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Behavioral Neuroscience

research concentrations

Area Contact: Gorica Petrovich—Neurobiology of motivation and feeding behavior; functional organization of the brain systems mediating environmental control of food intake, specifically interactions between the amygdala, prefrontal cortex, and hypothalamus; modulation of hunger and satiety mechanisms by learning and stress.

John Christianson—The focus of John Christianson's research is to determine how stress interacts with the neural systems that permit individuals to adapt to potentially dangerous and changing environments. The current emphasis is on the neural mechanisms that underly safety learning. The laboratory employs a multidisciplinary approach to study brain circuits and behavior including sophisticated behavioral paradigms, electrophysiology and optogenetics. The overall goal is to provide new insight into the organization of the brain and behavior and improve treatment for psychological illness.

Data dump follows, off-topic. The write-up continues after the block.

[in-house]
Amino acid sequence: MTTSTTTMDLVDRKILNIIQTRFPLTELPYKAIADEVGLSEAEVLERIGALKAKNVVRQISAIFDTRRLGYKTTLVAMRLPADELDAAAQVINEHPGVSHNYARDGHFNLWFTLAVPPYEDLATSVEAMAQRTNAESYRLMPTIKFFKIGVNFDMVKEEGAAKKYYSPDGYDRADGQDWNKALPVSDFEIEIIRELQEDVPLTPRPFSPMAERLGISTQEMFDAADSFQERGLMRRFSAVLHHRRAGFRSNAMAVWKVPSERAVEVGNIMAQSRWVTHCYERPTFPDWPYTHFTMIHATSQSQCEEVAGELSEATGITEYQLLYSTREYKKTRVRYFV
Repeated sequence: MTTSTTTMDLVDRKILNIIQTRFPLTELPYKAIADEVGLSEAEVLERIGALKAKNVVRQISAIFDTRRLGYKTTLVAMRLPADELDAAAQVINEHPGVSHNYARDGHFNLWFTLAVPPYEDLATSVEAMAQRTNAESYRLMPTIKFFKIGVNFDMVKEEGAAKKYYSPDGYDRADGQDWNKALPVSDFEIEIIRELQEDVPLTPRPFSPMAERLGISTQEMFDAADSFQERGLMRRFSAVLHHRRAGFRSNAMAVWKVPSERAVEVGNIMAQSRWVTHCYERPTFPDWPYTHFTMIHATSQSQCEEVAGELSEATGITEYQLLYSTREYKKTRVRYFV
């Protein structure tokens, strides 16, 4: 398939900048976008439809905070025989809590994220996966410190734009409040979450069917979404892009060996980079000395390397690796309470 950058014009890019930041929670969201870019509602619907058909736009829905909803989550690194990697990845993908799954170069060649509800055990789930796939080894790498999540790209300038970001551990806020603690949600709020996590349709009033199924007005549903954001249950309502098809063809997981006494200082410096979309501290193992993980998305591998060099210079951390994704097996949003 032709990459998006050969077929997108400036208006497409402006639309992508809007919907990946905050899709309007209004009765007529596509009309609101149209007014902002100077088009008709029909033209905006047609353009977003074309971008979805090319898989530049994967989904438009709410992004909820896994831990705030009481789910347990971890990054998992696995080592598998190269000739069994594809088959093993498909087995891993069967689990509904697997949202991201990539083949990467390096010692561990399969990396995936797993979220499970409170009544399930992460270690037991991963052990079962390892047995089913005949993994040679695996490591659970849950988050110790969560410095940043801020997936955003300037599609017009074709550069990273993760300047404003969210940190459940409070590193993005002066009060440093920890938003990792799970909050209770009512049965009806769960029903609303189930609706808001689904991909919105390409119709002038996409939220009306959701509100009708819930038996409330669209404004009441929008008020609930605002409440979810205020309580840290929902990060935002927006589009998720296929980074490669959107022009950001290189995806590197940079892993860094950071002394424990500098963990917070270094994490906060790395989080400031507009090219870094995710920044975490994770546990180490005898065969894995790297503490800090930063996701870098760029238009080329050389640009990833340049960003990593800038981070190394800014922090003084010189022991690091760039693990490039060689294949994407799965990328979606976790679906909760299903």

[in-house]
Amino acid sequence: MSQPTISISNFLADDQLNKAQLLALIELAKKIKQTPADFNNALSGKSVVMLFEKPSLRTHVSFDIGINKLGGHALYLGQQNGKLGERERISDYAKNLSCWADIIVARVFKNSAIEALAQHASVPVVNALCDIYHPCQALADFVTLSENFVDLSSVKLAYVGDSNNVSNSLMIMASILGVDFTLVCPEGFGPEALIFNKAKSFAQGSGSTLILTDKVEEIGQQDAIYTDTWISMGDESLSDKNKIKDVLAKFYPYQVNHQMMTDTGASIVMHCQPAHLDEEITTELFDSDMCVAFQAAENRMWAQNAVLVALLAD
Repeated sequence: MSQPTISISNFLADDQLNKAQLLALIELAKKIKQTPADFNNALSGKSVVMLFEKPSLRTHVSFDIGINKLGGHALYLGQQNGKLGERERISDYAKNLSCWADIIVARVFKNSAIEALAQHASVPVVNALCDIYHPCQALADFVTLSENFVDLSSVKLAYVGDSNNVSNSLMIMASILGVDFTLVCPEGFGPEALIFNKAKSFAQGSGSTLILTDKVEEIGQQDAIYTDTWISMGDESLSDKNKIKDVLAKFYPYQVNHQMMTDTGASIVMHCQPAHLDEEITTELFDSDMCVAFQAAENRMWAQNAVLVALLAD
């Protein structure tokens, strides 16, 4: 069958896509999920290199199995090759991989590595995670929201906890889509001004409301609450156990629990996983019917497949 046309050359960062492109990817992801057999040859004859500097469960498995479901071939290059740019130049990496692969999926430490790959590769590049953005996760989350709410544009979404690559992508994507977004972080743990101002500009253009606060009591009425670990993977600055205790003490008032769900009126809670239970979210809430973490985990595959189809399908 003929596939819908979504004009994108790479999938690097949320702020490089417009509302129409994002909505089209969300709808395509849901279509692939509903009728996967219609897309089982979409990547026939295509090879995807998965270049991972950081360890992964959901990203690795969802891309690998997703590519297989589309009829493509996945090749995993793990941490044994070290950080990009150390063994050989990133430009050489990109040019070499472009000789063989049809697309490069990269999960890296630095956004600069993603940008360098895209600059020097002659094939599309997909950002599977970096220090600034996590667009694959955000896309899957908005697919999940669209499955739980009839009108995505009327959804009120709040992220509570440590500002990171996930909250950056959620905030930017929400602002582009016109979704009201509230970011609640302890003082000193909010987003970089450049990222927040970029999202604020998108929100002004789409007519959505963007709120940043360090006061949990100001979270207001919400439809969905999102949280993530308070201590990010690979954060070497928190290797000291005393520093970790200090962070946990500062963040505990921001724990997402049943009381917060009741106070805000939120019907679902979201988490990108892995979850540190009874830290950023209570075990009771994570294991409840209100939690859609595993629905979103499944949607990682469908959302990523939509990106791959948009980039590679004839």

Michael McDannald—Neural circuits in associative learning; neural basis for predicting the presence and absence of aversive events and how adverse experience early in life alter these predictive abilities in adulthood, focusing on interactions between monoaminergic systems, the amygdala and ventral striatum; common neural encoding of the presence of rewards and the absence of aversive events.

Alexa Veenema—Stress and Social Behavior: understanding the neurobiological regulation of social behaviors (play-fighting, aggression, social cognition, and social anxiety), modulation of social behaviors by early life stress, role of neuropeptides (vasopressin,oxytocin) in social behaviors.

For information on the Neuroscience Ph.D. track, see this description in the Graduate Program Handbook.